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Contractors challenge CARB data about off-road diesel emissions

Sacramento Business Journal - by Melanie Turner Staff writer

AGC Testiomy at 04/22/10 CARB Meeting





While most of the members of the California Air Resources Board thought "staff" did a wonderful job with their modeling--despite the 100% to 350% error in their calculations, Dr John Telles was the only Board Member that was disturbed. He strongly suggested that staff follow the recommendations of the Associated General Contractors of America.

State air quality officials have vastly overestimated emissions from the state’s off-road diesel fleet, according to a study released last week.

The study was commissioned by the Associated General Contractors of America and conducted by Sierra Research Inc.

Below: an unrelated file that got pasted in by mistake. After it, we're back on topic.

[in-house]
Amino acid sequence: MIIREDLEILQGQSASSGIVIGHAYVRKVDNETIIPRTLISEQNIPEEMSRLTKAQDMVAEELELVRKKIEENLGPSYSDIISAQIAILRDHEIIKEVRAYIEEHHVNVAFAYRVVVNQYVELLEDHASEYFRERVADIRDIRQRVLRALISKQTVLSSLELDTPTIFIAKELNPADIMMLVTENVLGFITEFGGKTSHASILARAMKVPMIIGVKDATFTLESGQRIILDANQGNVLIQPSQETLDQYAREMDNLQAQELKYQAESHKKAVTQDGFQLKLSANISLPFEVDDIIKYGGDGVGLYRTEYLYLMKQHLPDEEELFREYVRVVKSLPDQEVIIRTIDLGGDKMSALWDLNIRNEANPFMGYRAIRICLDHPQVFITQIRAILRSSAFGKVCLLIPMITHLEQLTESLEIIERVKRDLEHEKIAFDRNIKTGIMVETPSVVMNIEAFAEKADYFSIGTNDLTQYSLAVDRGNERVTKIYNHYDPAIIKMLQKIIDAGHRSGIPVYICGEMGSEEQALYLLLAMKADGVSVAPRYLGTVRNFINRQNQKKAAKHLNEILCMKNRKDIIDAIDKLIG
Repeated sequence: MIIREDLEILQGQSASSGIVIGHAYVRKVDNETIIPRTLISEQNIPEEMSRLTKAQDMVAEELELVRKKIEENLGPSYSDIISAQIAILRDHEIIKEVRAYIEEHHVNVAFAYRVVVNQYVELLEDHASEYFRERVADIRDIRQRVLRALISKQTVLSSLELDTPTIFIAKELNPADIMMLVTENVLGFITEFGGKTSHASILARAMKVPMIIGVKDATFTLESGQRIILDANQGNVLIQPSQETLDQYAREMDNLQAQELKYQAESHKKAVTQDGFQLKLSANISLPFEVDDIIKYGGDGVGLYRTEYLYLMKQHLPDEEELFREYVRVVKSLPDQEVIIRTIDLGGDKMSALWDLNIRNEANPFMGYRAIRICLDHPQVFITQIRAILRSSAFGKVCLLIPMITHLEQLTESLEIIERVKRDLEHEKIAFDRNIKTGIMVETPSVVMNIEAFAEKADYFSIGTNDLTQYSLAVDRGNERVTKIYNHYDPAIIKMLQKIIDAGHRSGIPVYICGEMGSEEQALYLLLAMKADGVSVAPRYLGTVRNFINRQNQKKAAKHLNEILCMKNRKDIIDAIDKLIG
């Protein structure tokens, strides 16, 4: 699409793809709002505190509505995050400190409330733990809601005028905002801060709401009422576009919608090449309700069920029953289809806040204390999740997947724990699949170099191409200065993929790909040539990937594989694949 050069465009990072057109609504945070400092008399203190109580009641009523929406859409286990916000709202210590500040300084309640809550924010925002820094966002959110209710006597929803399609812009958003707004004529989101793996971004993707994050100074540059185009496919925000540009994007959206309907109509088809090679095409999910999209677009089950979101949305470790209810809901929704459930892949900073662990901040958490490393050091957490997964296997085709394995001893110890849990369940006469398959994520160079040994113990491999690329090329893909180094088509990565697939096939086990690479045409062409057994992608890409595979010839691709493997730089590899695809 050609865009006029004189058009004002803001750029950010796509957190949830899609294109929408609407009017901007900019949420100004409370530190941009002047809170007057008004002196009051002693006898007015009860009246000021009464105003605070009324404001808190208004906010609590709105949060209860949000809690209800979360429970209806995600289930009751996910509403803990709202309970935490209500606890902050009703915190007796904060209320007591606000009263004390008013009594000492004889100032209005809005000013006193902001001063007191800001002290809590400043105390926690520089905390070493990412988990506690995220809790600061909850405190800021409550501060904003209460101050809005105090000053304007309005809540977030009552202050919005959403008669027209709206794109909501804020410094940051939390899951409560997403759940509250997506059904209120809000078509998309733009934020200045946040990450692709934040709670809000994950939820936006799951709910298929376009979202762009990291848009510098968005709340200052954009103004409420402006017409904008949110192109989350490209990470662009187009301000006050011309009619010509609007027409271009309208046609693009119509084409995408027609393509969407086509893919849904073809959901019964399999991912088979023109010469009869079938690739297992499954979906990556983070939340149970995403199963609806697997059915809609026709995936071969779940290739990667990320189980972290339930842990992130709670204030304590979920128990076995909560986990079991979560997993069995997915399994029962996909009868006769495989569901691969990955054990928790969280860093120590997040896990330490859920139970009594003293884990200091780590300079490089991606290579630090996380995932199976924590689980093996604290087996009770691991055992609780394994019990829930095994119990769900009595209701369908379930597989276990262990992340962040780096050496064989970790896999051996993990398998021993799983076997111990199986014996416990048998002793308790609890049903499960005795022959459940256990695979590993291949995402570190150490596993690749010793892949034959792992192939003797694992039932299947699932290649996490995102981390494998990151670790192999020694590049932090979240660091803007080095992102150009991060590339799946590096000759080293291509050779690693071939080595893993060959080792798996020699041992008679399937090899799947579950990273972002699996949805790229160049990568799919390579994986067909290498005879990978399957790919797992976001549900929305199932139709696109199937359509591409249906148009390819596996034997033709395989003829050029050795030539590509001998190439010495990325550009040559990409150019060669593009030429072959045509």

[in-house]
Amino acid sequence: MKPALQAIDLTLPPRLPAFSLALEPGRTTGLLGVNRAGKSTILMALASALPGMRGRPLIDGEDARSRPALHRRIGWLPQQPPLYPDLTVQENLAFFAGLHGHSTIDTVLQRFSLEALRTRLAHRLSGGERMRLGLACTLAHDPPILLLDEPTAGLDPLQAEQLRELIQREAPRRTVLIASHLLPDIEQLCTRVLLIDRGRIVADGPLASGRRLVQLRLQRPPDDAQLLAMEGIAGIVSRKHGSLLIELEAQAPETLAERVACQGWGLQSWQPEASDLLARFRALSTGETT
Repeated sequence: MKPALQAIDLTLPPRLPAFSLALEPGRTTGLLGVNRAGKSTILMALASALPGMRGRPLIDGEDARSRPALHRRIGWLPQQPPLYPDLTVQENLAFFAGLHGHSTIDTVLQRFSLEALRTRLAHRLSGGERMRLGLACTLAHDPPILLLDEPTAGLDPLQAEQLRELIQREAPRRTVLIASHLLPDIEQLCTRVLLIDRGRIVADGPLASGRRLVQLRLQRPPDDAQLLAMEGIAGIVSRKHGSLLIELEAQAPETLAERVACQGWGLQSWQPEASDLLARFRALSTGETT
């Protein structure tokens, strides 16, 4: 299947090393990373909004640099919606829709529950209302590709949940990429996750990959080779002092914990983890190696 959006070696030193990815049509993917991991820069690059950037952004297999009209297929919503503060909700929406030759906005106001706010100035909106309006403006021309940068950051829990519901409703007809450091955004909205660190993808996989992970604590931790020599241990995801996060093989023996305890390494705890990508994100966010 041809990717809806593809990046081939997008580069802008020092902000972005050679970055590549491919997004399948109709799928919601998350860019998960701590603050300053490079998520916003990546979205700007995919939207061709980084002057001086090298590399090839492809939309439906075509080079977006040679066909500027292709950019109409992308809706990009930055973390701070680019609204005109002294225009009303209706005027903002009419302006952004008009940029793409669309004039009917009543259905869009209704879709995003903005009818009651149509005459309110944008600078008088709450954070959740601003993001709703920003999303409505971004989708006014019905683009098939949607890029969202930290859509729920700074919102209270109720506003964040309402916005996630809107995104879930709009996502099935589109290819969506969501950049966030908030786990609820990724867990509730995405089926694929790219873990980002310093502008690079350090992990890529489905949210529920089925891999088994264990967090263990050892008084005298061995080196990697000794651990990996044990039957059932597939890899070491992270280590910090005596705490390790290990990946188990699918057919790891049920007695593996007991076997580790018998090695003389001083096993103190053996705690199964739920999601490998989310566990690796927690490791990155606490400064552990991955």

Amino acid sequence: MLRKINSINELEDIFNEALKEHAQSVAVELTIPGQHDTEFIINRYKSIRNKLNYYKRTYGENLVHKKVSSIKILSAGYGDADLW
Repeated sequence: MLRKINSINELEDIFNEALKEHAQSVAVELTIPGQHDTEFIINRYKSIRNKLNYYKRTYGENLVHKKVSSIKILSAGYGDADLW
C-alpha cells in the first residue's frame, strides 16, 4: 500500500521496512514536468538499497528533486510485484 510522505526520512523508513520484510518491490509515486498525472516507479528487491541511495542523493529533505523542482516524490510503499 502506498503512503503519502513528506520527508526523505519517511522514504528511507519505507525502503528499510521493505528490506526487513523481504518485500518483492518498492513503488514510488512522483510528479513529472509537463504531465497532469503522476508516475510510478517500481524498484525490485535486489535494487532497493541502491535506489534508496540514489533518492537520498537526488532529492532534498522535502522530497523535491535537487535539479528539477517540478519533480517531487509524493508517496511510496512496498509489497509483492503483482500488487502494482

Emissions from the state’s construction and other off-road diesel equipment are less than 28 percent of what state officials have estimated, according to the study.

For that reason, the state Air Resources Board has “no scientific justification for sticking to a new rule requiring construction contractors to spend billions of dollars on their existing equipment,” a news release from the construction industry association states.

“There is no scientific reason for the board to pursue its punishing off-road rule,” Mike Kennedy, the association’s general counsel, said in a news release.

The study is based primarily on data assembled last year by the California Air Resources Board, including data on how many pieces of off-road diesel equipment are in use and how much they run, according to the association. While the state board estimated there are 192,000 pieces of this equipment, there are actually 157,000 pieces, and 7.5 percent of the equipment is low use, according to the study.

Other data came from the state Board of Equalization, the U.S. Department of Energy and records that detail hours worked by equipment operators.